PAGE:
Pow­er­ful take on black his­tory

The Sunday Telegraph (Sydney) - - INSIDER -

Nakkiah Lui’s Black is the New White was a sell-out suc­cess for Syd­ney The­atre Com­pany, and now she’s back with Blackie Blackie Brown: The Tra­di­tional Owner of Death.

In­spired by su­per­hero and Blax­ploita­tion films, it com­bines live ac­tion with pro­jec­tion, il­lus­tra­tion and anime to cre­ate an ex­tra­or­di­nary the­atri­cal event.

Dr Jac­que­line Black (Me­gan Wild­ing) is an Abo­rig­i­nal ar­chae­ol­o­gist work­ing on a dig in the Aus­tralian bush. Dis­cov­er­ing a mass grave, she picks up a skull. Im­me­di­ately, she is seized by a strange power as her great-great-grand­mother (Elaine Crom­bie in pro­jec­tion) tells her about the bru­tal mas­sacre of their com­mu­nity and or­ders her to kill all 400 de­scen­dants of the men who murdered them. Vig­i­lante Blackie Blackie Brown is born. But as she sets about her task, killing freely no mat­ter who the fated de­scen­dants are, she has moral qualms.

Lui does a great job of us­ing the graphic style to nail the story, with just two live ac­tors — Wild­ing and Ash Flan­ders.

Wild­ing nails the tran­si­tion from mild ar­chae­ol­o­gist to fierce su­per­hero.

Flan­ders, mean­while, daz­zles with his pass­ing pa­rade of char­ac­ters, most of whom end up de­ceased.

The play is staged on a plain white set, which be­comes a screen, while var­i­ous trap doors form dif­fer­ent sce­nar­ios.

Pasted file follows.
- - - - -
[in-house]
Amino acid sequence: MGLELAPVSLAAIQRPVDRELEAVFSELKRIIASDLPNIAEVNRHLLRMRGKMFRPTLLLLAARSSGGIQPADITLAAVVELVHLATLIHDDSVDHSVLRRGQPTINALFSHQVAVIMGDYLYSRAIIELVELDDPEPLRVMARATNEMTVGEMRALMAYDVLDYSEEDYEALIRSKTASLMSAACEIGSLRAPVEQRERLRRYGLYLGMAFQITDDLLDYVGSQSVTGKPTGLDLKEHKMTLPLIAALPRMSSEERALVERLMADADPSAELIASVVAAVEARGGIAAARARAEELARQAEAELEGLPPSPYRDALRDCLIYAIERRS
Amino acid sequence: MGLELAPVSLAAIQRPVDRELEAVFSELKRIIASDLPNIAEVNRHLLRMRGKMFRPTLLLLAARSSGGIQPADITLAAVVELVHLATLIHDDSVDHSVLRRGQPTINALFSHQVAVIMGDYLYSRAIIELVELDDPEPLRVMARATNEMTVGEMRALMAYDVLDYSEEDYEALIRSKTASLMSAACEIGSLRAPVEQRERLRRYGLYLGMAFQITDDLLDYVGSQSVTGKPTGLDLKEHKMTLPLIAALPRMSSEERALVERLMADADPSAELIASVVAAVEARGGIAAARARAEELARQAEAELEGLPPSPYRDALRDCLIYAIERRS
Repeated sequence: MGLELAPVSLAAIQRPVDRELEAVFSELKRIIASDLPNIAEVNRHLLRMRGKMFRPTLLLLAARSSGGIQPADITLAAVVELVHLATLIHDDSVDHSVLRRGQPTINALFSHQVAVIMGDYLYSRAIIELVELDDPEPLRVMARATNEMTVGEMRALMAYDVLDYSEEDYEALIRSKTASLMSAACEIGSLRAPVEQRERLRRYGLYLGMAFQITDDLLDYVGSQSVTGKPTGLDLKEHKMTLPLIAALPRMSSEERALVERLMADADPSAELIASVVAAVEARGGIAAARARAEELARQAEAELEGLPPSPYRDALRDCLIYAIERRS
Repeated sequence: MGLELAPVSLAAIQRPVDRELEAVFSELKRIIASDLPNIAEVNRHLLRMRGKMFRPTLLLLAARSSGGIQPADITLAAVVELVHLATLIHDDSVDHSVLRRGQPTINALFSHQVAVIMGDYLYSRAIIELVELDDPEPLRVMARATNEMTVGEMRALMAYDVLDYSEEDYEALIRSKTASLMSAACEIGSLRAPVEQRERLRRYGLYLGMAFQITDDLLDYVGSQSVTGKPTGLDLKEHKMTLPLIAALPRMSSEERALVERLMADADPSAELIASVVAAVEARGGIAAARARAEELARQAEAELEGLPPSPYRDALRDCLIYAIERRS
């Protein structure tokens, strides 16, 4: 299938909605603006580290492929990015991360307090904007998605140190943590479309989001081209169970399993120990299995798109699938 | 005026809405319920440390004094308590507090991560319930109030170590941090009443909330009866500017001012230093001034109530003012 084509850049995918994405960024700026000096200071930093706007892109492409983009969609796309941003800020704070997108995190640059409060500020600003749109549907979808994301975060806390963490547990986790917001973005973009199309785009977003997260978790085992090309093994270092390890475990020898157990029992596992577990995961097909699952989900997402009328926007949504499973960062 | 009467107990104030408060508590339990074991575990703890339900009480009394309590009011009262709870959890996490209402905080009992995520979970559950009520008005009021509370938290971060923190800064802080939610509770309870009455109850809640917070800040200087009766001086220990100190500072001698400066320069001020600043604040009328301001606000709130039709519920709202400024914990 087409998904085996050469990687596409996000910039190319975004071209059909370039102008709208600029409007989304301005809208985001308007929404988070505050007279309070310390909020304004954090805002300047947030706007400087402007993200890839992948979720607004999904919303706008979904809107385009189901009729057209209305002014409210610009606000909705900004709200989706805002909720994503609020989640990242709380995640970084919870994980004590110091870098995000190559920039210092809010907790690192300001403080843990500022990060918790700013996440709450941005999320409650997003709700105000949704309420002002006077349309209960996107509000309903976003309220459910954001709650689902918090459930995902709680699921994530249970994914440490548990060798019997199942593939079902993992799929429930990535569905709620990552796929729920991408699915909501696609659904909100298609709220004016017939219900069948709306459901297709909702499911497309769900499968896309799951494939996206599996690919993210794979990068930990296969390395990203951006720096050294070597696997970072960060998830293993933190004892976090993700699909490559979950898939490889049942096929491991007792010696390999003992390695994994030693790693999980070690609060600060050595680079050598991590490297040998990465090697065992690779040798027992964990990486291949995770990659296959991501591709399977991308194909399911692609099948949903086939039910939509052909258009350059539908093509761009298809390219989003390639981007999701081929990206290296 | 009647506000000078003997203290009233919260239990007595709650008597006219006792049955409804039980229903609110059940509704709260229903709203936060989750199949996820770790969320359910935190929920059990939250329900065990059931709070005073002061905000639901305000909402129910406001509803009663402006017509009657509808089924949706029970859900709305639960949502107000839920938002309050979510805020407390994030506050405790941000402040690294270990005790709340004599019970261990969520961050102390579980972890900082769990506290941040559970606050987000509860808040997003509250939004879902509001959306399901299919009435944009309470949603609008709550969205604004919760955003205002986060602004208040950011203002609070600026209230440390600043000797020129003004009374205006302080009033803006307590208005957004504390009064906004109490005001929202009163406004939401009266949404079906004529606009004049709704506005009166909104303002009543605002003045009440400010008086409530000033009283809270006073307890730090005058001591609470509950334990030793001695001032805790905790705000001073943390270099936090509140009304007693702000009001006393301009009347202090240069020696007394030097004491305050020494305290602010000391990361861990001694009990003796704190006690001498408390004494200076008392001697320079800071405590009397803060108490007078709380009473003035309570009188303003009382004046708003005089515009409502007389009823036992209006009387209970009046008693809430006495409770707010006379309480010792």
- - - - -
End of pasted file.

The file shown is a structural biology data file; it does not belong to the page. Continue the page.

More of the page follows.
Bril­liantly di­rected by De­clan Greene, the pro­duc­tion team have all done sen­sa­tional work.

Based on an orig­i­nal con­cept by Emily John­son, the de­sign by El­iz­a­beth Gadsby, an­i­ma­tion and video by Oh Yeah Wow, pump­ing mu­sic by Steve Toul­min, light­ing by Ver­ity Hamp­son, and fight di­rec­tion by Nigel Poul­ton all pack the right punch, with the live ac­tion blend­ing seam­lessly with the an­i­ma­tion.

Blackie Blackie Brown has a sin­is­ter tone but it is also ex­tremely funny with much to say about coloni­sa­tion and re­spon­si­bil­ity for the past.

But for all the splat­tered blood and gung-ho ac­tion, the most hor­ri­fy­ing mo­ment is when Dr Black’s an­ces­tor speaks through her to tell us qui­etly about the mas­sacre of her fam­ily — it’s some­thing you won’t for­get.

Me­gan Wild­ing in Blackie Blackie Brown.

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